Suspend the very natural impulse to get out of this—quick. Challenge yourself to learn as much as you can, and to model a way to respond to conflict.
If you’re like me, you have an Achilles heel in this area. As a child and teenager, I was about as likely as anyone to occasionally do bone-headed things. I was probably as vulnerable as the next teenage boy to forget something I’d said I’d do, to impulsively leap before thinking things through, and for failing to consider who else might be impacted by something I did or left undone.
Rarely, if ever, did I intend evil or harm toward anyone, and when I learned of my mistake, I did what I could to repair the breach.
Yet, one of our family dynamics was that it was assumed that I meant to hurt or embarrass or slight another. That my motives were malicious, evil, cruel. So regularly and forcefully were my motives impugned that I became unsure of them, myself. I developed a hyper-sensitivity to accusations about my heart and intention.
To this day, I’m vulnerable here. When we disagree over tactics, over ideas, over differing ways to accomplish things, I’m fine. But, when you accuse me of intending evil, of purposing to hurt someone, of premeditated unkindness… my auto-pilot switches on:
My heart races.
My mental mechanisms seize up.
Instantly, I’m 11 years old again and I’m caught: the cruel, malevolence of my heart has been exposed and I didn’t even know it! In this condition, I’m lousy in a conflict! Fight and flight appear irresistible.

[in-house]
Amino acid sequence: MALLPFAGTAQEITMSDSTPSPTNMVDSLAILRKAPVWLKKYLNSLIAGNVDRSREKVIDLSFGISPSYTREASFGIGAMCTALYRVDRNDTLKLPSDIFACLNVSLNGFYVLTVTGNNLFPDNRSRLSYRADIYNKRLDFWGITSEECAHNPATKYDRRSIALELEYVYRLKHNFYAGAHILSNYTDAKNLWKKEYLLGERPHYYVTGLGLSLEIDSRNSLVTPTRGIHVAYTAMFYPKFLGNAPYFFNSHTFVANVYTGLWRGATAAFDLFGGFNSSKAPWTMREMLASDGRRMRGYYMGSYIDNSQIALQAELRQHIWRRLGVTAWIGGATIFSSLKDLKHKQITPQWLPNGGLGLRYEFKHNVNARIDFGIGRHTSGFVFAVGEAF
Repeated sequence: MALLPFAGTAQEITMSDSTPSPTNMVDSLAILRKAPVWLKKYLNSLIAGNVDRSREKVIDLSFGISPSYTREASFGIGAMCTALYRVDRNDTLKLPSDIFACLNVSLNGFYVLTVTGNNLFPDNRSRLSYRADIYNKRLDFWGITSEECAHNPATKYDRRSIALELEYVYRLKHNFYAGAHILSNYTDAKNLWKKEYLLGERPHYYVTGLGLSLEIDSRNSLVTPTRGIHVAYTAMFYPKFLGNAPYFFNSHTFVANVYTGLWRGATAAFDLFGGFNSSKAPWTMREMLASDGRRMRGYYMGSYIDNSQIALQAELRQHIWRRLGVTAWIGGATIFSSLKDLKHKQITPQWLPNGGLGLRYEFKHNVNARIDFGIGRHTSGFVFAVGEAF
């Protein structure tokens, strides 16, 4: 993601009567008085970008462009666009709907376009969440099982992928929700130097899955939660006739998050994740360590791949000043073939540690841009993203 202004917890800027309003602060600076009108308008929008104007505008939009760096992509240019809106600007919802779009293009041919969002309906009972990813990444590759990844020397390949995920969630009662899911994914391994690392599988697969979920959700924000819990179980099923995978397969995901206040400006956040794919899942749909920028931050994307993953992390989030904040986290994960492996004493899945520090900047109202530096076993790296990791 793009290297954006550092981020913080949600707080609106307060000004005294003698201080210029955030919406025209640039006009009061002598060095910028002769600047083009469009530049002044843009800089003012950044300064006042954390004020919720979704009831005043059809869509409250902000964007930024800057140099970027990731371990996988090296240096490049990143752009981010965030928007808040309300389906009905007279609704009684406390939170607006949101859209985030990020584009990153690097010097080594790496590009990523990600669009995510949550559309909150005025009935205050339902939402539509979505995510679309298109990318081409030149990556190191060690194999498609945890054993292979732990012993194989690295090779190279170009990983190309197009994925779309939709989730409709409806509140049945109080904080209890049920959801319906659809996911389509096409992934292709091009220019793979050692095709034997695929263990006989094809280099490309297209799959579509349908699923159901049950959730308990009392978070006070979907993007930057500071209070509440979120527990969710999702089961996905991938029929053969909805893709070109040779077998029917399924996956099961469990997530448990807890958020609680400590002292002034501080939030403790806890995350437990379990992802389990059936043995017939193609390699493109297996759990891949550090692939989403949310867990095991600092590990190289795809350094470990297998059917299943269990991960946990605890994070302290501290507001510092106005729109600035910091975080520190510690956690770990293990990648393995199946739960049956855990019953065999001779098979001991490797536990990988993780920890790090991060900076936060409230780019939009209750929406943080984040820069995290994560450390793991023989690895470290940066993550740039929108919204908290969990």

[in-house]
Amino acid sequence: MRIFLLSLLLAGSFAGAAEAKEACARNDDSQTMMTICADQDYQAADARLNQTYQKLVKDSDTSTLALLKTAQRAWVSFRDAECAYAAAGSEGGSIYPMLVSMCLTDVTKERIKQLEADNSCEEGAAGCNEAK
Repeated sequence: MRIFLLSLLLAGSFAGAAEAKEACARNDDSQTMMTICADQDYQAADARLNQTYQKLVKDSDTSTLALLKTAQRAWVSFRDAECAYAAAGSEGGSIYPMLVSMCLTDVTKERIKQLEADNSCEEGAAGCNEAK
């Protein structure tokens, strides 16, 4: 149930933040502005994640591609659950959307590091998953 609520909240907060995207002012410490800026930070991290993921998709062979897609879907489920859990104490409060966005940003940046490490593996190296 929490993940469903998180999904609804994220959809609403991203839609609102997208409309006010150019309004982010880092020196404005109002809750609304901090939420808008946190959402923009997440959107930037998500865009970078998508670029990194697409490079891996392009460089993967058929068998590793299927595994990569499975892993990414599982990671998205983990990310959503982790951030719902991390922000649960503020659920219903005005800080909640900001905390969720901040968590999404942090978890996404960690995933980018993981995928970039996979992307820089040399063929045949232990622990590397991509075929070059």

Because I’ve studied my vulnerabilities (with the help of great coaching and counseling), I’m able to get altitude in real time … when it counts most.
I’m able to coach myself in the moment, interrupt my emotional machinery, and return to the here-and-now:
How about you?
What are your unique vulnerabilities? What are the recurring themes in your conflicts—especially of those where you behave least maturely?
You’ll be well served to chronicle these and to plan in advance how you’ll handle yourself when these buttons get pushed. You, and those who love you, will be glad you did!
Being in Conflict 6.docx
Football season is here! Annie and I love to cheer for perennially great teams, like the Crimson Tide and pathetic teams like the Boilermakers. Many practices, disciplines, and perspectives distinguish the teams that succeed on the gridiron from those who seem to find a way to lose Saturday after Saturday.
Where are we vulnerable? What’s our Achilles heel? How can this opponent take advantage of our weaknesses, quirks, and vulnerabilities?
Like any ball club, you have vulnerabilities, susceptibilities, and blind spots, too.